Vacant and Unoccupied Home Insurance
- Posted by Daniel Simcock
- On September 23, 2021
In this article, we’ll describe vacant or unoccupied home insurance: what is it? And who is it for?
- Standard homeowners insurance will not cover claims for unoccupied and vacant homes.
- Insurance companies often define a “vacant” home as any residence that has been left unoccupied or left alone for 30 days or more.
- Unoccupied or vacant home insurance is a special type of insurance designed to protect homes that are uninhabited. This specialty insurance is usually more expensive than standard homeowners insurance by 20% to 50%.
There are many reasons why you, as a homeowner, may leave your home unattended for a long stretch of time. Perhaps you’re on vacation or constantly traveling for weeks at a time. Perhaps you’ve purchased a home, but aren’t ready to move in. Or maybe your house is being renovated and you’re living elsewhere.
Regardless of your reason for leaving your home alone, there is one important question you should consider. If there is an accident or damage to your home while you’re away, will your home insurance cover it?
The truth is: Standard homeowners insurance will not cover claims for unoccupied and vacant homes.
The reason for this is because vacant homes pose a greater insurance risk than occupied homes. Here are a few examples of common risks associated with occupied homes:
- Slower response times by the fire department in the event of a fire.
- Unreported water damage gets worse when not addressed immediately.
- Increased chance of robbery or break-in while a home is left vacant.
It’s clear that without regular care, maintenance, and oversight, an absent home is more likely to experience the full brunt of accidental or incidental damage.
Insurance companies often define a “vacant” home as any residence that has been left unoccupied or left alone for 30 days or more.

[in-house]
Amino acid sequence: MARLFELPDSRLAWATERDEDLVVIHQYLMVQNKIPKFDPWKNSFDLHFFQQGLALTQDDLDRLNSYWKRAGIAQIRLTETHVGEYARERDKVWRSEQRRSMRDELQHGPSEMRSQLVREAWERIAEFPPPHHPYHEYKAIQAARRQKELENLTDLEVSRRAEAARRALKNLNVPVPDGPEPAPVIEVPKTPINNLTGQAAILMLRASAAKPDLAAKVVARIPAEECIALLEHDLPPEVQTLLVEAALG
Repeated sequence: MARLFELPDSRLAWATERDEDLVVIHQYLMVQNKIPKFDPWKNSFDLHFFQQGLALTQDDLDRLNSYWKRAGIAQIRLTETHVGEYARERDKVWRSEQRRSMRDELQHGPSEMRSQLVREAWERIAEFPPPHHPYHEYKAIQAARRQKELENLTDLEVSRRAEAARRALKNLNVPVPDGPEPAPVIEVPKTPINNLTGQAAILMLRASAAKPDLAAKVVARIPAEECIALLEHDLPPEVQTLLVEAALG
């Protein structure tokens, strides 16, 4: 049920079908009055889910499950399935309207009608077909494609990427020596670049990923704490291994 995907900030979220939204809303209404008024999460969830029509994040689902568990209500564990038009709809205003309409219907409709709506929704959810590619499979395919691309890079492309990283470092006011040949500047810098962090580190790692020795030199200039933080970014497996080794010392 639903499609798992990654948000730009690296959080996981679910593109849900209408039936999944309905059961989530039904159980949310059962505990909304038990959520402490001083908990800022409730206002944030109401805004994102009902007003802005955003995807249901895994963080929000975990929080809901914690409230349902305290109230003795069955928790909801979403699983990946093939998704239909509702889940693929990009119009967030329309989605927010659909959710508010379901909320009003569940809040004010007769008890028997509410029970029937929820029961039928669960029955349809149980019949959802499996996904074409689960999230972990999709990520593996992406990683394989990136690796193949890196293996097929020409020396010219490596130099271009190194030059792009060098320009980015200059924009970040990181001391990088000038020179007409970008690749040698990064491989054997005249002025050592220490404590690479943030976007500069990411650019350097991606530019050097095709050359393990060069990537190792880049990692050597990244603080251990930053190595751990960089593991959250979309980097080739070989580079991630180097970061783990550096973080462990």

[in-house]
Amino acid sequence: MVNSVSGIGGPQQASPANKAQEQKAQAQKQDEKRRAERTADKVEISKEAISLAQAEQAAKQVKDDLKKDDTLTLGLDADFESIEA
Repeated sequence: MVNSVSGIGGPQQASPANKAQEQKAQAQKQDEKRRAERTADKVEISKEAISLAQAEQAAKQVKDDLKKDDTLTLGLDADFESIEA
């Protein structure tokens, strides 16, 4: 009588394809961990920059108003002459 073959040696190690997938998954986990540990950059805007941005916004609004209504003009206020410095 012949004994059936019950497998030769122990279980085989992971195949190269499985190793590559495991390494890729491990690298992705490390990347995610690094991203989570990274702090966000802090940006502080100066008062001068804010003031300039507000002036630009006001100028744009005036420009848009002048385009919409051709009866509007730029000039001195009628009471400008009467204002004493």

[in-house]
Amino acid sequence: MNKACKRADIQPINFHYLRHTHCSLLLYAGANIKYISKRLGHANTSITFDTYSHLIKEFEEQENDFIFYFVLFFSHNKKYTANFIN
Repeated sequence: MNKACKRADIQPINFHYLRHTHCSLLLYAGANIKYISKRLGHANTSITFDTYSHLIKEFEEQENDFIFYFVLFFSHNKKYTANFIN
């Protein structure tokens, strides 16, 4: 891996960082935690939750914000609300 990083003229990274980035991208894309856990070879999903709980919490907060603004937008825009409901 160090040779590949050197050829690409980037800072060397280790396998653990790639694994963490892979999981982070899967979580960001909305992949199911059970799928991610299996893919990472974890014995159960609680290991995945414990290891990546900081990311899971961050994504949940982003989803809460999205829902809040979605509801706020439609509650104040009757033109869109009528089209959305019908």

It’s important to note that the definition or the duration may vary from company to company. When classifying vacant homes as unoccupied, insurance companies often consider the amount of personal property left at a residence. A home that is not functionally livable and furnished may not qualify for vacant home insurance. This is because it is more likely to be abandoned indefinitely by the property owners.
Unoccupied or vacant home insurance is a special type of insurance designed to protect homes that are uninhabited.
Vacant home insurance is purchased as a separate policy or as an additional coverage on your existing policy. Most insurers will impose this coverage for a fixed amount of time, so that you’re not overpaying.
Vacant home insurance can be 20% to 50% more than standard home insurance.
This is because homes that are unoccupied are considered “riskier” to insure than homes that are occupied. Additionally, vacant home insurance may come with a special deductible, usually a percentage of the costs associated with a claim.
How To Prevent Damage While Your Home Is Left Vacant?
If you’re worried about damage to your home while you’re away, have no fear. Here are 3 things you can do to help protect your home.
- Have someone watch and care for your home: Perhaps you have someone who wouldn’t mind house-sitting. Or, perhaps you have a friendly neighbor who can keep an eye out for any damage..
- Before leaving, “close” your home. You can have your pipes and electricity turned off for periods of time while you’re away, to prevent burst and frozen pipes, or electrical hazards.
- Install monitoring systems to prevent burglary, fire, and drastic water leaks.
We hope we’ve helped you better understand unoccupied and vacant home insurance. And now we’d like to turn it over to you. Did you learn something new from this article? Or do have a question about your homeowners policy? Leave a comment below or contact us at email@example.com.
[…] Typically, if your home is left unoccupied for 30 days or more, your insurance provider will not cover you for any damages that occur. For more specifics about home vacancy and vacant home insurance, please check out our article. […]